The highly-acclaimed pastry chef talks new ventures with Visum and highlighting yet unknown local ingredients
Award-winning pastry chef Miko Aspiras has been known on the food and beverage circuit for quite some time. In 2018, Forbes recognized him along with just four other Filipinos in their 30 Under 30 Asia list for co-owning seven rising restaurant concepts at the time.
After several years of success living and working in Sydney, Aspiras is set to re-enter the local culinary world, having been appointed as the Executive Pastry Chef of Visum Ventures. This is the company behind healthy concepts like Koomi, Oh My Greek, and Zig, to name a few. The partnership between Aspiras and Visum ushers what could be the next generation of desserts in the Philippines.
Vogue Philippines speaks with Miko Aspiras to catch up on his recent ventures and find out where he sees the next generation of local desserts.
A Force To Be Reckoned With
Aspiras was just 11 years old when he started out baking—he’s been a force to be reckoned with ever since. In his twenties, the pastry chef already owned multiple establishments and had worked as the commis chef at Shangri-La Manila.
Of his recent appointment as the executive pastry chef of Visum, he says, “There are going to be a lot of dessert-driven concepts that I’m really excited to start working on, some I’ve already started working on but there are just some more concepts that are blowing my mind right now that I’ll be part of.”
Aspiras also recently collaborated with Chele Gonzales of Gallery By Chele and Sea.food By Chele for his homecoming event. The two had worked together many times in the past, with Aspiras noting that Gonzales had always been very supportive of him. He shares, “He was the one who actually pushed me to do Madrid Fusion … I didn’t wanna do it because I was scared. I was so intimidated by the concept. It really elevated my status.”
From an outsider’s perspective, one wonders how Aspiras is able to keep up with all of his projects. In reality, his key to success is in knowing when to bow out. “I really can’t say that my methods are perfect or that I find a balance because more often than not, I don’t find the balance,” he explains, adding, “In the past three or four years, I learned the power of saying no.”
Home Away From Home
Around five years ago, Aspiras bid adieu to his previous restaurant group and moved to Australia. Contrary to common tales of leaving the motherland to find greener pastures, leaving home was a choice that was very personal to the chef. He says, “I got married to my husband in 2017. We’ve been together for 16 years now.”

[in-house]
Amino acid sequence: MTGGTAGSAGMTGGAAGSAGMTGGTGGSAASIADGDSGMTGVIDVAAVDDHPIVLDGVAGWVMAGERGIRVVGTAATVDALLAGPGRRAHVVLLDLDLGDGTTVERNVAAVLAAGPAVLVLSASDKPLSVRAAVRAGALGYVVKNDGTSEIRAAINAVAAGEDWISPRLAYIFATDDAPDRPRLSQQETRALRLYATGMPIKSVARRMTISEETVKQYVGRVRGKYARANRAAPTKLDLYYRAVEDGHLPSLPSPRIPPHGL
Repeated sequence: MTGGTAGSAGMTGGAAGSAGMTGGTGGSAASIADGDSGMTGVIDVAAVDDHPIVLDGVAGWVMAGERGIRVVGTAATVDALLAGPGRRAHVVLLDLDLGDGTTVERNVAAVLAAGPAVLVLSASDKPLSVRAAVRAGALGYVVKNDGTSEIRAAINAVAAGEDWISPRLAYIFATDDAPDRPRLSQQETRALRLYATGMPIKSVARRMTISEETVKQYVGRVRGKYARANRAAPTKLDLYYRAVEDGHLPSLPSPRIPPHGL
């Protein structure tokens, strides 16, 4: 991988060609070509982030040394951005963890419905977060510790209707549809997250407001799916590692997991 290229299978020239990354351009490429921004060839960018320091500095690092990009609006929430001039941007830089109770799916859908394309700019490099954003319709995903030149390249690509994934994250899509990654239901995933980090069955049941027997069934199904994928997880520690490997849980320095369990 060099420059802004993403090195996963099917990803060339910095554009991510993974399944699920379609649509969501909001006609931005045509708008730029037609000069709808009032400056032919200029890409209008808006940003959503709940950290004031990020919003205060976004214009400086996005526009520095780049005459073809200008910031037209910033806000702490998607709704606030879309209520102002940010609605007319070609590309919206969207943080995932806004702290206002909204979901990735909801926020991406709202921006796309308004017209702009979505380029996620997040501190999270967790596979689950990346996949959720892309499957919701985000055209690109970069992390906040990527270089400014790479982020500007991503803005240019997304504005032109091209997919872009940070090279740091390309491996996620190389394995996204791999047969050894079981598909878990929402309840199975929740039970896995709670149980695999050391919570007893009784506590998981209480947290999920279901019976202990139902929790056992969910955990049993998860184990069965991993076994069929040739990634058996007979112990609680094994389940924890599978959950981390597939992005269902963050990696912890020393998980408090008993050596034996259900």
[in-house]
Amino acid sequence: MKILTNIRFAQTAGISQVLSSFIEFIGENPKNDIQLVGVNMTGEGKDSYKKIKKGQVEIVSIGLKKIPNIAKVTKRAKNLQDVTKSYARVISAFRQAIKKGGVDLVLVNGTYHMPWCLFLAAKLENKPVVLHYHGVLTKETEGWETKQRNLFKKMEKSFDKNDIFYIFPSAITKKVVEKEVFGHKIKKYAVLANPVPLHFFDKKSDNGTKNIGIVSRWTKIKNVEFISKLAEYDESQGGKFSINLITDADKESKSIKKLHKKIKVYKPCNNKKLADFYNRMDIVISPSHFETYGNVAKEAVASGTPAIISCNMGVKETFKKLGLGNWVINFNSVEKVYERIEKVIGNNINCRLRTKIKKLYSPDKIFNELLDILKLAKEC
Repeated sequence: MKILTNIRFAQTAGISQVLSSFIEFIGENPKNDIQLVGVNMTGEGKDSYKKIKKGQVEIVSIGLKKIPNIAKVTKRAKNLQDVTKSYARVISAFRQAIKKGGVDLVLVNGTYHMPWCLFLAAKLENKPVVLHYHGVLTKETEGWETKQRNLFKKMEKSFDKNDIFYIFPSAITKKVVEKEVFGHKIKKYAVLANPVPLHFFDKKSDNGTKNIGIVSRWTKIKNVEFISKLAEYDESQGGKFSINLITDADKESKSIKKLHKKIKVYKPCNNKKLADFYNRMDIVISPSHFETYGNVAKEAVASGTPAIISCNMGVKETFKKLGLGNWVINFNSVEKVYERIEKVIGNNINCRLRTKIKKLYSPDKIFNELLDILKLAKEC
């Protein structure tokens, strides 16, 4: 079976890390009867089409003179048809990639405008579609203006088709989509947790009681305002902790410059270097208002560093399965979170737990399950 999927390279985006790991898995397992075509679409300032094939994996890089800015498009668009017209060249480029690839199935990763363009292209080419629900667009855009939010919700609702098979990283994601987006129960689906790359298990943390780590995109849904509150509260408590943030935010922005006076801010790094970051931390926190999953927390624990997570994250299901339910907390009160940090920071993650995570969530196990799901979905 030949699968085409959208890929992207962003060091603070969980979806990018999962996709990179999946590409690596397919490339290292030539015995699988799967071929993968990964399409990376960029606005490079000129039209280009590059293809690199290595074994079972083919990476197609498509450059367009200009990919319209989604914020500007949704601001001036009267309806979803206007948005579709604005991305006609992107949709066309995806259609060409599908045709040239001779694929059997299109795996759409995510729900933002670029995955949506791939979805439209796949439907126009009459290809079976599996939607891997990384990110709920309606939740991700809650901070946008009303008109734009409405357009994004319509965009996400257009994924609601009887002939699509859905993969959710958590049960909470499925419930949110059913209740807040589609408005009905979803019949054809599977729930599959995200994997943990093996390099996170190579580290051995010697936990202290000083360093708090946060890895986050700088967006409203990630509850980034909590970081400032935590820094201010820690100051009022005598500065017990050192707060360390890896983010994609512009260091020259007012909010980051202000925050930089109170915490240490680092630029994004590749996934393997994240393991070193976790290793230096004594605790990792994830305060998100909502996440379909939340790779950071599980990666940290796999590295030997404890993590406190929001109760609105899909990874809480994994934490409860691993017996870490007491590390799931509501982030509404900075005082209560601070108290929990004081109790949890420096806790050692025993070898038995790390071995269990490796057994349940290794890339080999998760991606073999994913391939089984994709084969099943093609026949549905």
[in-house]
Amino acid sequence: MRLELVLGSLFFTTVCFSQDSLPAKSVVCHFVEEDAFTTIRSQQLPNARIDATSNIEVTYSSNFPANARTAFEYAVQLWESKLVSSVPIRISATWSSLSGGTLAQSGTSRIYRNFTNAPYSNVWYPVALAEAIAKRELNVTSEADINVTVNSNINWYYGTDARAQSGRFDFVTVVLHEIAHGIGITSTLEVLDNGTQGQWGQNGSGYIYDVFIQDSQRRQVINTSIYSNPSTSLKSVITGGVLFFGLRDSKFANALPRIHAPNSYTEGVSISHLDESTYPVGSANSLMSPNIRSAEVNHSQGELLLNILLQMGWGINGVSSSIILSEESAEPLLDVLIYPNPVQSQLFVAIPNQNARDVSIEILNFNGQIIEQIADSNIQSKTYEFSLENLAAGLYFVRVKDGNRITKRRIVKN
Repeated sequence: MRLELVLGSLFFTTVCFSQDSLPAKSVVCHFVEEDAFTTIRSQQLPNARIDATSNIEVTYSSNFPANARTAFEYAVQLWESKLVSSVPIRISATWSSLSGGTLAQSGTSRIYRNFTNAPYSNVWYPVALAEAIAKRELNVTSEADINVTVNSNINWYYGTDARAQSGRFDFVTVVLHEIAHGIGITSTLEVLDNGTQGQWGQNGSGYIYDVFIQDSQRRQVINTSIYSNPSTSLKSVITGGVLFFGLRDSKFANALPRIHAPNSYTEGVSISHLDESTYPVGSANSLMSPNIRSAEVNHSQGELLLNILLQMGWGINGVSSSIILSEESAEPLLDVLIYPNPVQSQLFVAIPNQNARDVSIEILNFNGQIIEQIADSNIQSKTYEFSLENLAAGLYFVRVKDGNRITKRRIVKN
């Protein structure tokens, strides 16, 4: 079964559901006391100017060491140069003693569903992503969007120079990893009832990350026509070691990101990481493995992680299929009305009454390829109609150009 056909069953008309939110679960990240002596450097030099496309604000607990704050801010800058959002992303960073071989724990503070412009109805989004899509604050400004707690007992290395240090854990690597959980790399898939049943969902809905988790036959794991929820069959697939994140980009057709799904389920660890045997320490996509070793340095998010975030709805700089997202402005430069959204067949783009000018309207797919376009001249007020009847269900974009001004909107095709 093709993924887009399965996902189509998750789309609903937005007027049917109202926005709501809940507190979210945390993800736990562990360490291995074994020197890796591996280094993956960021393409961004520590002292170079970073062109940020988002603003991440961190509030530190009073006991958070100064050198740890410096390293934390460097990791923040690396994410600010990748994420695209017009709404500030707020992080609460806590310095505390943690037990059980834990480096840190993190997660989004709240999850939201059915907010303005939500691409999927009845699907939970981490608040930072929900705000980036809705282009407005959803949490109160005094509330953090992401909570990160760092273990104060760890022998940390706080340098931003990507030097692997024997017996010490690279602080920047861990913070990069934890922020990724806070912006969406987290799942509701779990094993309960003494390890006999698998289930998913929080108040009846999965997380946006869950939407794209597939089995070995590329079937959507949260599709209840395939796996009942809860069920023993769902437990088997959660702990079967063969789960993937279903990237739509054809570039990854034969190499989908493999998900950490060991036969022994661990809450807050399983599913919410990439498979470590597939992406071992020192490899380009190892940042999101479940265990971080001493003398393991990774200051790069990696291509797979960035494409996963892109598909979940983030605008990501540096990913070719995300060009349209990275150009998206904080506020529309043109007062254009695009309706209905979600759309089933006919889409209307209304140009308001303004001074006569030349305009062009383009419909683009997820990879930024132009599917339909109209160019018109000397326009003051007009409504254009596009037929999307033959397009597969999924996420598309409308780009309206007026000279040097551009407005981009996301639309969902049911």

Same-sex marriage was legalized in Australia the same year Aspiras and his partner tied the knot. Acceptance and the ability to be together officially [were] a big part of their consideration on whether to move or not. Aspiras explains, “In Australia, being who I am in a same-sex marriage is not a big deal. You’re not treated differently, so that’s what I liked about it.”
One major challenge he’s faced in Australia is a completely different work ethic. Though he arrived with a wealth of awards and accolades under his belt, he felt that he couldn’t apply any of that. It was a fresh start, and there was much to learn.
Despite it being difficult to leave his life here, Aspiras doesn’t regret a thing. He says, “I’m more multi-faceted because of the things that I experienced in Sydney—whether those are good or bad things. They ultimately made me stronger, a better leader.”
A Spotlight On Local Ingredients
Even though Aspiras has been away for several years, the Filipino spirit and love for his homeland never left. In fact, that same spirit is what people are drawn to. He elaborates, “I find that whenever I go back to my heritage that’s when people really appreciate my work.”
These days, Aspiras enjoys finding new ways to highlight local flavors. In the West, Filipino components like calamansi or ube are finding their way into the mainstream like never before. However, the pastry chef shared that there’s one unconventional ingredient that’s caught his attention—cocoa sap juice.
He first heard about the cocoa bean by-product in Samar, thanks to former tourism secretary Berna Romulo who gave him a bottle and urged him to try it, along with other local produce. Valrhona, a chocolate company he works closely with, developed the cocoa sap juice further by fermenting and stabilizing it for commercial use.
Aspiras explains, “Not enough pastry chefs use that ingredient, the cocoa sap juice, because I guess they don’t have much experience with it. But with me, because I’ve had experience with it before, I knew what I could do with it.”
According to him, cocoa sap juice is a healthy, vegan, and gluten-free alternative to anything from barbecue glazes to plum sauce or honey. Normally, anything that isn’t turned into chocolate gets thrown away and wasted. Promoting the product and encouraging other chocolate producers to make use of it could potentially yield another sustainable product and source of revenue for local farmers.